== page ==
Alexandria, VA Children who have cochlear implants (CI) rank their quality of life (QOL) equal to their normally hearing (NH) peers, indicates new research in the February 2010 issue of Otolaryngology Head and Neck Surgery.
A cochlear implant is an electronic device that restores partial hearing to the deaf. It is surgically implanted in the inner ear and activated by a device worn outside the ear. Unlike a hearing aid, it does not make sound louder or clearer. Instead, the device bypasses damaged parts of the auditory system and directly stimulates the hearing nerve, allowing deaf or severely hard of hearing individuals to receive sound. The National Institutes of Health estimate that as many as 59,000 people worldwide have received cochlear implants, with roughly half of those in the pediatric population.
Prior research has indicated that deaf children feel less socially accepted, experience more difficulty in making friends, and demonstrate greater adjustment problems than their hearing peers. The subsequent success of the multi-channel CI devices that improve speech perception and language development led researchers to look beyond speech and language performance to questions of psycho-social behaviors and adjustment.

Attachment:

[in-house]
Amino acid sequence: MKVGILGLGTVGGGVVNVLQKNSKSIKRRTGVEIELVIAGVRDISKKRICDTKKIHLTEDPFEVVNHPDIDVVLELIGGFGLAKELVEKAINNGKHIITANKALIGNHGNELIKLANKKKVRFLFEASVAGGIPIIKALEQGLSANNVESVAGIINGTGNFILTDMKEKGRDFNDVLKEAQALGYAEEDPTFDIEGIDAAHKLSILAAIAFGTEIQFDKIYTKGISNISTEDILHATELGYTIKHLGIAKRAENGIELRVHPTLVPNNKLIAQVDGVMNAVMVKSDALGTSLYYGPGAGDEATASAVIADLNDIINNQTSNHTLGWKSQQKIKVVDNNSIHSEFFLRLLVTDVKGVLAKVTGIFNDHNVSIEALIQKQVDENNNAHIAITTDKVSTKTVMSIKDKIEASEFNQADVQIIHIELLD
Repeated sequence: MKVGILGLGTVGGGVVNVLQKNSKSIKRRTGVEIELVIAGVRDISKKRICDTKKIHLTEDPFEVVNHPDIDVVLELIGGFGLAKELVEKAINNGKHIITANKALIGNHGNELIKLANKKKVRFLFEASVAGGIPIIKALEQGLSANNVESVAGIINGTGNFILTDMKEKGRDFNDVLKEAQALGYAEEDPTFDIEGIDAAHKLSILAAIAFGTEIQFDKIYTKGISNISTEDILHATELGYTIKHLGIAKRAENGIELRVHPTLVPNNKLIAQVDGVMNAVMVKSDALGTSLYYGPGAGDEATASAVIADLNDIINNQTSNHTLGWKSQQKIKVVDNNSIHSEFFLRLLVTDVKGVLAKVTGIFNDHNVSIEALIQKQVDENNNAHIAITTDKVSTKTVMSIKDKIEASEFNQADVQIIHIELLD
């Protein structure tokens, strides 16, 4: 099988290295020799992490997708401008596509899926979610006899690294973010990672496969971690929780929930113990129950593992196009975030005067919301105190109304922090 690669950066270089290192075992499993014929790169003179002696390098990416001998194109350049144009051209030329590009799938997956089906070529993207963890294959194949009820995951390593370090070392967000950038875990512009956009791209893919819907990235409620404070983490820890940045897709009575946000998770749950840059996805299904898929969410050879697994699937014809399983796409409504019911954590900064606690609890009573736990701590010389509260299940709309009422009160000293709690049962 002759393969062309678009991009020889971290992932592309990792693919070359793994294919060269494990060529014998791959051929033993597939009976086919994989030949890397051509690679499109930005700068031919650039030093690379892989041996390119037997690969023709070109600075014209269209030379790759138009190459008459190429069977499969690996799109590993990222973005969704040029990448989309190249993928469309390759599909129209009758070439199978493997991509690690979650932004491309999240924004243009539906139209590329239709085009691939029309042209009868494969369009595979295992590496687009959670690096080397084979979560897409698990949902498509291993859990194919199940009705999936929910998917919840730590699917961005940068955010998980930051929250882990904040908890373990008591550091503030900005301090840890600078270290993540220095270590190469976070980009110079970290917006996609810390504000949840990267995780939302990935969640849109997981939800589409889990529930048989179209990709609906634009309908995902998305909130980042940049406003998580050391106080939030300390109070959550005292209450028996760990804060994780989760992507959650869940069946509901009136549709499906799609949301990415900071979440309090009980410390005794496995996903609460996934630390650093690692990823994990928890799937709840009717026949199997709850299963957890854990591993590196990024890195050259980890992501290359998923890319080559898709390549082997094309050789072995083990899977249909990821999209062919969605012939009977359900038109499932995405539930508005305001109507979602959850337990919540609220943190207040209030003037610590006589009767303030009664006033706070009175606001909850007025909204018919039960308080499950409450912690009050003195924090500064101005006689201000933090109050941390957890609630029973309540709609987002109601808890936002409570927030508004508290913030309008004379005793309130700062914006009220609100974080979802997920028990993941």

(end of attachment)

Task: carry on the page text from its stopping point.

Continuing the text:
This cross-sectional study of 88 families with CI children from 16 U.S. states used a generic QOL questionnaire. The group was then divided by age of the child when they filled out the questionnaire: an 8-11-year-old group and a 12-16-year-old group. Both parents and children were asked to fill out the QOL questionnaire, with the parents assessing their child. The study group was then compared to a control group of 1,501 NH children in fourth and eighth grades.
Results of the questionnaire revealed that overall QOL did not differ between CI and NH groups. However, examination of individual subscales revealed that 8-11-year-old CI children rate their QOL with family less positively than their NH
|Contact: Jessica Mikulski|
American Academy of Otolaryngology -- Head and Neck Surgery